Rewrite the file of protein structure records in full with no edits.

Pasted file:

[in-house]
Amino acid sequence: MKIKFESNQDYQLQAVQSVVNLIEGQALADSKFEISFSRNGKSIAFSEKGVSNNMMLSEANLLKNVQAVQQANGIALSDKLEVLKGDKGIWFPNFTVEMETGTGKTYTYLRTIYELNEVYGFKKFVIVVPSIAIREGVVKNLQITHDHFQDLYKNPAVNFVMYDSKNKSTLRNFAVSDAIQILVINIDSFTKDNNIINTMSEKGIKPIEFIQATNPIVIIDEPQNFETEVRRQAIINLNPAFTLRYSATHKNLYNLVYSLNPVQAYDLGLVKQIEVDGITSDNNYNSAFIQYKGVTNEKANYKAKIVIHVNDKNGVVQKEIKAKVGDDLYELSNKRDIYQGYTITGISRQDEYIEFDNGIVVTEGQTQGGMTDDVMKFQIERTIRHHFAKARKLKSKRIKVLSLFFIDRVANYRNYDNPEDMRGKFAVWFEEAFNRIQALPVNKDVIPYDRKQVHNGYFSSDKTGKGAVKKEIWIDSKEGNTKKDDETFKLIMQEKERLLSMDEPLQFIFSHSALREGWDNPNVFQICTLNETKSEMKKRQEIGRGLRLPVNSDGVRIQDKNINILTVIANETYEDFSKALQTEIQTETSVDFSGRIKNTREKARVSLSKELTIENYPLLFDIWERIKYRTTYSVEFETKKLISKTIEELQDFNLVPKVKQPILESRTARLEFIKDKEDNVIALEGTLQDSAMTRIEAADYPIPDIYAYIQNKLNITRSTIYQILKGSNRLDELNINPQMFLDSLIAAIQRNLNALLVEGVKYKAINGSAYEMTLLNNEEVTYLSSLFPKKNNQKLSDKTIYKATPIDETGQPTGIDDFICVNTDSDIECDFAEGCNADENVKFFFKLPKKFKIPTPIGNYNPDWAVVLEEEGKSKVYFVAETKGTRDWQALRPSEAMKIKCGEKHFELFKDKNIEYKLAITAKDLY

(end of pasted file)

[in-house]
Amino acid sequence: MKIKFESNQDYQLQAVQSVVNLIEGQALADSKFEISFSRNGKSIAFSEKGVSNNMMLSEANLLKNVQAVQQANGIALSDKLEVLKGDKGIWFPNFTVEMETGTGKTYTYLRTIYELNEVYGFKKFVIVVPSIAIREGVVKNLQITHDHFQDLYKNPAVNFVMYDSKNKSTLRNFAVSDAIQILVINIDSFTKDNNIINTMSEKGIKPIEFIQATNPIVIIDEPQNFETEVRRQAIINLNPAFTLRYSATHKNLYNLVYSLNPVQAYDLGLVKQIEVDGITSDNNYNSAFIQYKGVTNEKANYKAKIVIHVNDKNGVVQKEIKAKVGDDLYELSNKRDIYQGYTITGISRQDEYIEFDNGIVVTEGQTQGGMTDDVMKFQIERTIRHHFAKARKLKSKRIKVLSLFFIDRVANYRNYDNPEDMRGKFAVWFEEAFNRIQALPVNKDVIPYDRKQVHNGYFSSDKTGKGAVKKEIWIDSKEGNTKKDDETFKLIMQEKERLLSMDEPLQFIFSHSALREGWDNPNVFQICTLNETKSEMKKRQEIGRGLRLPVNSDGVRIQDKNINILTVIANETYEDFSKALQTEIQTETSVDFSGRIKNTREKARVSLSKELTIENYPLLFDIWERIKYRTTYSVEFETKKLISKTIEELQDFNLVPKVKQPILESRTARLEFIKDKEDNVIALEGTLQDSAMTRIEAADYPIPDIYAYIQNKLNITRSTIYQILKGSNRLDELNINPQMFLDSLIAAIQRNLNALLVEGVKYKAINGSAYEMTLLNNEEVTYLSSLFPKKNNQKLSDKTIYKATPIDETGQPTGIDDFICVNTDSDIECDFAEGCNADENVKFFFKLPKKFKIPTPIGNYNPDWAVVLEEEGKSKVYFVAETKGTRDWQALRPSEAMKIKCGEKHFELFKDKNIEYKLAITAKDLY